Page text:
NFL Sued Over Concussions
The National Football League was sued by approximately 2,000 former players on Thursday over allegations that the league downplayed and hid evidence of the risk of brain injury.†The class action suit will join up with more than 80 suits previously filed by former players.
“The NFL, like the sport of boxing, was aware of the health risks associated with repetitive blows producing sub-concussive and concussive results and the fact that some members of the NFL player population were at significant risk of developing long-term brain damage and cognitive decline as a result,” the suit charges.
The suit comes amid growing concern over the long-term impact of brain injuries sustained by players. In the past 18 months, three former players — Dave Duerson, Ray Easterling, and Junior Seau — have committed suicide. Both Duerson and Seau shot themselves in the chest, and Duerson asked in his suicide note for his brain to be examined for signs of trauma.
Duerson ultimately was found to have suffered chronic traumatic encephalopathy, permanent brain damage similar to that seen in at least 20 other deceased players.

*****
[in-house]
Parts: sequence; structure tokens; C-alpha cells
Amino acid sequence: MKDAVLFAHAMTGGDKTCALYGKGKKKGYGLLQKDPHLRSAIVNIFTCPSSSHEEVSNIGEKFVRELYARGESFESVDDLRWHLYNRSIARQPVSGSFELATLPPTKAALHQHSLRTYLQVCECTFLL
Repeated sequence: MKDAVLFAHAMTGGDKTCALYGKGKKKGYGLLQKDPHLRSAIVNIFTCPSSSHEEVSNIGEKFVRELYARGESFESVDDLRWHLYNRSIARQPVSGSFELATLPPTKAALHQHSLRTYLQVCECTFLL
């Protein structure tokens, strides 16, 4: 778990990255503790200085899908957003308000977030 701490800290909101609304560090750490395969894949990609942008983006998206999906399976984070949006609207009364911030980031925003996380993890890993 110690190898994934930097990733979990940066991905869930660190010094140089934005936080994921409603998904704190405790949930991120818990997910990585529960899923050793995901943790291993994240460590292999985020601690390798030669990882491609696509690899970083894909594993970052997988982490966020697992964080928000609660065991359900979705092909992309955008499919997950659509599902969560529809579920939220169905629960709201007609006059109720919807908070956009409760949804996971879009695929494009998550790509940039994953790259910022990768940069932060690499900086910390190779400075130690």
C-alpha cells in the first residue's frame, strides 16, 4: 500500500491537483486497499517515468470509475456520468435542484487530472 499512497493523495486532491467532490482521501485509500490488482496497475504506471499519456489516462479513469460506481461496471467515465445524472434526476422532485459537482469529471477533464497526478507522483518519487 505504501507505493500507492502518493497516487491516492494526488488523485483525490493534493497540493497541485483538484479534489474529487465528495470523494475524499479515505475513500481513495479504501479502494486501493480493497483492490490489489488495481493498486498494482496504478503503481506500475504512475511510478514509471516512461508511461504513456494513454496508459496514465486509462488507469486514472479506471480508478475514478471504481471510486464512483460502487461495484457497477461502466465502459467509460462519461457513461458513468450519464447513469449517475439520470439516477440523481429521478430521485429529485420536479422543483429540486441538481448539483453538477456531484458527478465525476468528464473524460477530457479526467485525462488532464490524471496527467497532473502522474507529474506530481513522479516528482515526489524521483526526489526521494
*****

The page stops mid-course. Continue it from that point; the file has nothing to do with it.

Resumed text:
Mary Ann Easterling, the widow of Ray Easterling, said in an Associated Press interview that the damage to players was overwhelming.
“Half the time the player puts themselves back in the game, and they don’t know what kind of impact it has,” she said. “Somehow this has got to be stopped. It’s destroying people’s lives.”
Chronic traumatic encephalopathy, or CTE, is a degenerative disease suffered by people with a history of multiple concussions or head injuries. Symptoms of the disease include psychotic symptoms, depression, erratic behavior, body control issues similar to Parkinson’s disease and dementia.
In a statement, the NFL said that they had been up-front with players about risk.
“The NFL has long made player safety a priority and continues to do so,” the statement said. “Any allegation that the NFL sought to mislead players has no merit. It stands in contrast to the league’s many actions to better protect players and advance the science and medical understanding of the management and treatment of concussions.”
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